Streetscape plan moves ahead

July 31, 2001 11:00 pm

By Ray Linker

Observer Staff Writer

Its a long-range plan.

Those civil engineers standing in the middle of Adams Avenue in La Grande this week are doing the final engineering for the downtown streetscape project.

The actual construction of the plan developed over the past few years with input from a large committee of citizens, business and property owners depends on when the city gets grant money to do the work.

We got a grant of $50,000 and matched it with $20,000 to complete the final engineering plans, said Community Development Department Director Mike Hyde.

The streetscape project includes measures to make the business district more pedestrian friendly, with wider sidewalks, curb extensions or bubble outs, additional trees and landscaping, benches and outdoor dining spaces. There could be new street lights, informational panels, bike racks and directional signs.

The engineering crew from Ferguson Surveying and Engineering of Mount Vernon will be in La Grande through Thursday, then will work with Sera Architects of Portland to draw up the final construction plans, Hyde said.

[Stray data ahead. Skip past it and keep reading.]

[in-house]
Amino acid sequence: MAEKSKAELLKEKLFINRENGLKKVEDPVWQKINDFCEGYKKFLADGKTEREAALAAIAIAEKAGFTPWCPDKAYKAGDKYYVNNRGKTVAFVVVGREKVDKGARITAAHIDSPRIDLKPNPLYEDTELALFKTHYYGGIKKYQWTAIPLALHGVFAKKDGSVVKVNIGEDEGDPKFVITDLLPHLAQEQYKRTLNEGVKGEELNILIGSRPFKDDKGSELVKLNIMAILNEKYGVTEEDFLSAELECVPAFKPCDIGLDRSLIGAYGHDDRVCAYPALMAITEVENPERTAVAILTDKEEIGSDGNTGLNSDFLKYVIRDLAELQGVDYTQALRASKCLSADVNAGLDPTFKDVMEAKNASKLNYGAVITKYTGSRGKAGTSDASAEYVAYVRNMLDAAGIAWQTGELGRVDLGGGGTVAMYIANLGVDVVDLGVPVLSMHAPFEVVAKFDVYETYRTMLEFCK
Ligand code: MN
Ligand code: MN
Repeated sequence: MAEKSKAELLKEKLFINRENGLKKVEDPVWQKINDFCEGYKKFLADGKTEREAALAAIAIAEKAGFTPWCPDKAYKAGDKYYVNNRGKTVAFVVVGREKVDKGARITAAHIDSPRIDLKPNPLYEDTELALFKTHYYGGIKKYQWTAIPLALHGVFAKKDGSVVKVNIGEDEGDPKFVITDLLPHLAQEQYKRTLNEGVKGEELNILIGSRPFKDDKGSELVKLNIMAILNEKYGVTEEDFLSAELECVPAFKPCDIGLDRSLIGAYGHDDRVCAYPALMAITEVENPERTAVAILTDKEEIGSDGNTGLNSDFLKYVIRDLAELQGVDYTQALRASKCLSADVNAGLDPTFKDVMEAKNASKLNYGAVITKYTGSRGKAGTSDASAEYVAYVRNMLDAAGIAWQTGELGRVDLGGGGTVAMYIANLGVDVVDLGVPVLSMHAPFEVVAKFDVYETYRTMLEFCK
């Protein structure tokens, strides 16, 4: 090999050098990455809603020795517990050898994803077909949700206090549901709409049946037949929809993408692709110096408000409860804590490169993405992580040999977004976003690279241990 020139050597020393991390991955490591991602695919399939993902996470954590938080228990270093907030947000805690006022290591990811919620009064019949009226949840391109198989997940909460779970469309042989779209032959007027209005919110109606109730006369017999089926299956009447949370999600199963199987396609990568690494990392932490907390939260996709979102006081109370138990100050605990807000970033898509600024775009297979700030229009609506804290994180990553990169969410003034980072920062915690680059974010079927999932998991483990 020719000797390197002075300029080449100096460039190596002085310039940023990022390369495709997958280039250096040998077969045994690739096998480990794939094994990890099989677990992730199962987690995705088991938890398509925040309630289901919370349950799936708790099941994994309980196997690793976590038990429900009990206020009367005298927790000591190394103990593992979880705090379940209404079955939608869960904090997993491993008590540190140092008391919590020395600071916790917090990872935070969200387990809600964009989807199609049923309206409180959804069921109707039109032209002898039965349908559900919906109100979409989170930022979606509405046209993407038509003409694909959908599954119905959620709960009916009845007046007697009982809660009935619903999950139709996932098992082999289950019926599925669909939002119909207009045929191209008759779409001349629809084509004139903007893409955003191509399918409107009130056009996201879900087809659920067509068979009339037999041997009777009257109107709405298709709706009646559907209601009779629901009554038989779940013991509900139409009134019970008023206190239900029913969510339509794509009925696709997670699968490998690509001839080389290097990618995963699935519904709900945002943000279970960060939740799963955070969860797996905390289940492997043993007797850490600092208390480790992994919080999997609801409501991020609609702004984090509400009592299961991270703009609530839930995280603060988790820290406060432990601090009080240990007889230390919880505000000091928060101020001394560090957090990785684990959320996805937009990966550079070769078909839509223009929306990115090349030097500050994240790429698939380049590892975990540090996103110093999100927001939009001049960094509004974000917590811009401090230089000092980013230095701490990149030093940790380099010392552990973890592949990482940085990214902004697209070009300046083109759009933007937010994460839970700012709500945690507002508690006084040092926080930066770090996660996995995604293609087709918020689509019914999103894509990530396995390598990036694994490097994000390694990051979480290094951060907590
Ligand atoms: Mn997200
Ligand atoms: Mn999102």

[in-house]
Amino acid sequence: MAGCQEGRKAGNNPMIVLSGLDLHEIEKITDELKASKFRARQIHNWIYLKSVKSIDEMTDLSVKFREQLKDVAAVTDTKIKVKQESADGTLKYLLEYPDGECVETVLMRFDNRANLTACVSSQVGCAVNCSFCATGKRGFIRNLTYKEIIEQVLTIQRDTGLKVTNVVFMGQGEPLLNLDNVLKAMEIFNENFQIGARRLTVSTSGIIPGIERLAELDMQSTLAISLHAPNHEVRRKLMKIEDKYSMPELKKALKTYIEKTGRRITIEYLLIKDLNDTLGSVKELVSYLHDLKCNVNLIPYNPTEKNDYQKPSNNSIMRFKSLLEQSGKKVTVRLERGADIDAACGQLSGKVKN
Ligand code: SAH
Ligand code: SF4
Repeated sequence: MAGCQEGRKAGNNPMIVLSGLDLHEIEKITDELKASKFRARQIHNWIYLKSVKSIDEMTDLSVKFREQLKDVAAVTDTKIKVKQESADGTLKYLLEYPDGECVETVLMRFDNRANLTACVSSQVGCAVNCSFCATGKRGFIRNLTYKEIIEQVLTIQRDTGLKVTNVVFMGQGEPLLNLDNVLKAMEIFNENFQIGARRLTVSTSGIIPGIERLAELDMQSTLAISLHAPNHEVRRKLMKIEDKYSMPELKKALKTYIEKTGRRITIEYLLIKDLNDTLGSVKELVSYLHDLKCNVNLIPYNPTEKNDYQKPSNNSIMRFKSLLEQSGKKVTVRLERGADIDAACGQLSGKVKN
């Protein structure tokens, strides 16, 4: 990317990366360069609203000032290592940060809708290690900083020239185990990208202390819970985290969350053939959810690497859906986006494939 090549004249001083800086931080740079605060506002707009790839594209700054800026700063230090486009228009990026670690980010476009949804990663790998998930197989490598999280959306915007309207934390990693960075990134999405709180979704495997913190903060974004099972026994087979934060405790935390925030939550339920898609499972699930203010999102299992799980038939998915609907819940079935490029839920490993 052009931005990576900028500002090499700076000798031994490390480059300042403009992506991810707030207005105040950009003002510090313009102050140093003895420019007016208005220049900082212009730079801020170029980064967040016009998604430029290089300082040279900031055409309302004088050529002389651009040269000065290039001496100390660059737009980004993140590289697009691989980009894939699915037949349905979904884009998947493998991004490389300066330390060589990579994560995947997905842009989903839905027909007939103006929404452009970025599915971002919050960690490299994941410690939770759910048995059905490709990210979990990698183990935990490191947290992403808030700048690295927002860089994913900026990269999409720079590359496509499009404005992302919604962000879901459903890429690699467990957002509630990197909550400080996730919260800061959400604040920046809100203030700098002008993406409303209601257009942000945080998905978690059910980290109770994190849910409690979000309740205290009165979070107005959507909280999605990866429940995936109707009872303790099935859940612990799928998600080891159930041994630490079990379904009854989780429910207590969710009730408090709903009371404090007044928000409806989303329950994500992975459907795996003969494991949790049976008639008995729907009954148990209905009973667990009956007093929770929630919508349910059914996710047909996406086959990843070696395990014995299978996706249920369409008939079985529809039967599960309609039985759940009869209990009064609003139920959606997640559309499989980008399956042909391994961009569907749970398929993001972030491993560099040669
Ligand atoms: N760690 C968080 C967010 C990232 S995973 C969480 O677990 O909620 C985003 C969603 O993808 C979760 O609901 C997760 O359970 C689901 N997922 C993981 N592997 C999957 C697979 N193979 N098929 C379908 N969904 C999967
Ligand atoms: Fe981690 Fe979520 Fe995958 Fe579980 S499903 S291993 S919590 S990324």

Theyll be working with the architects and downtown business interests for the next six months, Hyde said.

Having the final engineering plans finished will put the city in an ideal position to receive grants to do the actual construction, Hyde said.

Previously, we applied for a grant through the states Community Incentive Fund, but we werent ready to proceed with the construction of the project, so we were turned down.

In the next go-round, there will be $20 million in that fund, and we will be in a better position to get a grant to do construction, Hyde said.

Hyde said one thing that was intriguing about the engineering work going on now is the firms use of digital cameras.

They are taking some photos now and later can build into them an idea of what the finished streetscape will look like, he said.

In 1999, a committee of about 30 citizens came up with a preliminary concept for rehabilitation of the downtown area.

One recommendation by the architectural consultants, which they described as the basic intention, is to decrease the speed and dominating presence of automobiles on the main street (Adams Avenue) without decreasing actual auto numbers.

An application to have an area encompassing parts of Adams Avenue, Jefferson Avenue and Washington Avenue between Fourth and Greenwood streets declared a historic district is now before national officials.

The city has tried unsuccessfully to get other grants to provide low-interest loans to property owners for facade renovation and building rehabilitation. The renovations could provide federal and state tax incentives.